The Lesson of Nepal







A disaster happens. Bilateral aid is promised. Then the waiting game begins. It is a pattern that is all too common, and it is one that, sadly, is being repeated in Nepal. More than a week after the earthquake and aftershocks killed more than 7,000 people and devastated the capital, Kathmandu, and despite the mobilization of massive amounts of aid from international agencies, the country’s finance minister had yet to receive any of the money promised by foreign countries.

Disaster aid for education in such circumstances almost always flows far too slowly, because there is no central pool of funds available to be distributed when a crisis erupts. And for the children of Nepal, the consequences are doubly devastating. More than 1.7 million children require immediate aid, according to UNICEF Australia. More than 16,000 schools have been damaged, including some 5,000 that were completely destroyed. Of the 500 schools in the hard-hit Gorkha district, 450 have been leveled or are now derelict.

The United Nations is doing what it can. According to the UN resident coordinator, there has been a quick airlift and supply of materials – such as the well-known “School in a Box,” a pre-packaged educational kit suitable for teaching up to 40 children, Early Childhood Development Kit, and Recreation Kits – for displaced boys and girls. In the meantime, the best that can be hoped for Nepal’s children is that tents and shelters can be brought in to create Child-Friendly Spaces.

An entire education system is under threat. Schools that remain intact are now housing the homeless, and school buses have been requisitioned to help victims travel out of Kathmandu. As the death toll spirals upward and the full horror unfolds, much of the relief effort is on hold, unable to move ahead until the funds that have been promised arrive – a process that could take weeks or months.

The world must end this paralysis. With established pools of aid being stretched to address immediate needs – medical assistance, shelter, and food – education is being neglected. Indeed, only a fraction of humanitarian aid budgets, roughly 1%, is allocated to education. Meanwhile, long-term development budgets are set in stone years in advance and lack the flexibility to respond to natural and man-made disasters.

A humanitarian fund for education in emergencies needs to be established, and soon, so that when calamity strikes, vulnerable children are not forced to wait in misery and insecurity while the adults pass around the begging bowl.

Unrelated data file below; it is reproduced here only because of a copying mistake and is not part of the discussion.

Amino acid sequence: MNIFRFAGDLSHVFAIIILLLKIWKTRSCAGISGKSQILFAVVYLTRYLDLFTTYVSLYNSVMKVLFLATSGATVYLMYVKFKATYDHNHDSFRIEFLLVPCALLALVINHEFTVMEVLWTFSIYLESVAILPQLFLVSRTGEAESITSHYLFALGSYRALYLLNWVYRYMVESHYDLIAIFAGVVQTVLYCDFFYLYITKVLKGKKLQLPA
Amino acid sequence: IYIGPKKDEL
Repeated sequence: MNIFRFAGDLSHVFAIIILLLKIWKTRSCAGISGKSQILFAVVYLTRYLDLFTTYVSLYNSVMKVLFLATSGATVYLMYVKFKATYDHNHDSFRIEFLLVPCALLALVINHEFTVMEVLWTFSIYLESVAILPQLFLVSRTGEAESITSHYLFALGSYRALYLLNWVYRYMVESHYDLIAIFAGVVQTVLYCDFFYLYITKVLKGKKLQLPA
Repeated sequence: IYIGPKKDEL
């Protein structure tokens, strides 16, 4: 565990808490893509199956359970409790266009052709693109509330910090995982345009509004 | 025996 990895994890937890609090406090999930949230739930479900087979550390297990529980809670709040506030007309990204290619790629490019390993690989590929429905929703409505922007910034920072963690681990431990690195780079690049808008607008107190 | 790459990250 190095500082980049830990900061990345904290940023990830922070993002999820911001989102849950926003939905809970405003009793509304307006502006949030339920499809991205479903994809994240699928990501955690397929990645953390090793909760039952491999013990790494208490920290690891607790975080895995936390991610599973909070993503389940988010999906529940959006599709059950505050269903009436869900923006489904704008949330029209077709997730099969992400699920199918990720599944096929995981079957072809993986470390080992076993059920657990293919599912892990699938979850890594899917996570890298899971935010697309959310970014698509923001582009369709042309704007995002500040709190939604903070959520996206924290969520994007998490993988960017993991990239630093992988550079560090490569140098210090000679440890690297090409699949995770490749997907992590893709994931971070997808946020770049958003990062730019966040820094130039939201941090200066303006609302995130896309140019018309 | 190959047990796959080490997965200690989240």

Such a pool of money would help the roughly 50% of the world’s children who are out of school – some 28 million boys and girls – because of conflicts, civil wars, or humanitarian emergencies. It would have been helpful during the Ebola outbreak, when extra funding would have helped to reopen schools quickly, rather than leaving five million children unable to pursue their studies. It could provide opportunities for students in Iraq and Palestine whose schools were destroyed and have yet to be reopened, as well as for some half-million Syrian children in Lebanon, displaced by four years of mayhem.

In the case of Nepal and other disaster-prone regions, the fund could, and should, be used to strengthen immediate relief plans, improve coordinated responses, and support longer-term efforts to bridge humanitarian relief and development, including preventive measures, such as retrofitting schools. Initial reports following the recent disaster suggest that schools that were retrofitted as a precaution against earthquakes (the typical cost was $8,000) escaped most of the damage.

No one is asking donors to make education a priority over immediate life-saving responses, or that financing be diverted from other emergency relief efforts. But it is crucial to realize that, for children, educational opportunity underpins all humanitarian and development interventions. Schools provide more than the skills that children will need in later life; they also serve as vehicles for disseminating lifesaving health and safety information.
The average refugee child spends more than ten years in exile; that child’s education cannot wait until he or she is able to return home. Education may not provide humanitarian support in exactly the same way that the provision of medical care, food, or shelter does, but the risks facing children out of school during crises – including labor, marriage, human trafficking, and recruitment as soldiers – can be as grim as any other type of suffering.

On July 7, the Norwegian government will convene a conference on education in Oslo. The assembled leaders and policymakers should take the opportunity to heed the call of organizations – such as the International Network for Education in Emergencies, UNICEF, and UNHCR – to ensure that no child falls into the gap between humanitarian and development assistance.

Schools provide their students with something that no other service or humanitarian assistance program can offer: hope of a return to normalcy and of a future worth planning for after those delivering the emergency response have left.

Gordon Brown, former Prime Minister and Chancellor of the Exchequer of the United Kingdom, is United Nations Special Envoy for Global Education.

This article has been originally published in PROJECT  SYNDICATE  on  May 6, 2015. 


Comment Here